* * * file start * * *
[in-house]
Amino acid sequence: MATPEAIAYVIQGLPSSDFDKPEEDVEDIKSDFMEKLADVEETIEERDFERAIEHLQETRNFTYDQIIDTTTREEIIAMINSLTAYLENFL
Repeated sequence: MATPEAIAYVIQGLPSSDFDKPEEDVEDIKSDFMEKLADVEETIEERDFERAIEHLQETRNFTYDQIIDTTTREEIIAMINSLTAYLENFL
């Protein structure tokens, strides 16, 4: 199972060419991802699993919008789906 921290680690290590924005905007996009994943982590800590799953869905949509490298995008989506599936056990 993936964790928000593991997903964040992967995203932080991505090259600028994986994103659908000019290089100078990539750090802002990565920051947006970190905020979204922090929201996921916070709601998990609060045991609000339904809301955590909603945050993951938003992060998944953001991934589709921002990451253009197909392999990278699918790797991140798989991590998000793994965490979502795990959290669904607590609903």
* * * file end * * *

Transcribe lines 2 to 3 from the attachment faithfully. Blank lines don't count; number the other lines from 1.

Amino acid sequence: MATPEAIAYVIQGLPSSDFDKPEEDVEDIKSDFMEKLADVEETIEERDFERAIEHLQETRNFTYDQIIDTTTREEIIAMINSLTAYLENFL
Repeated sequence: MATPEAIAYVIQGLPSSDFDKPEEDVEDIKSDFMEKLADVEETIEERDFERAIEHLQETRNFTYDQIIDTTTREEIIAMINSLTAYLENFL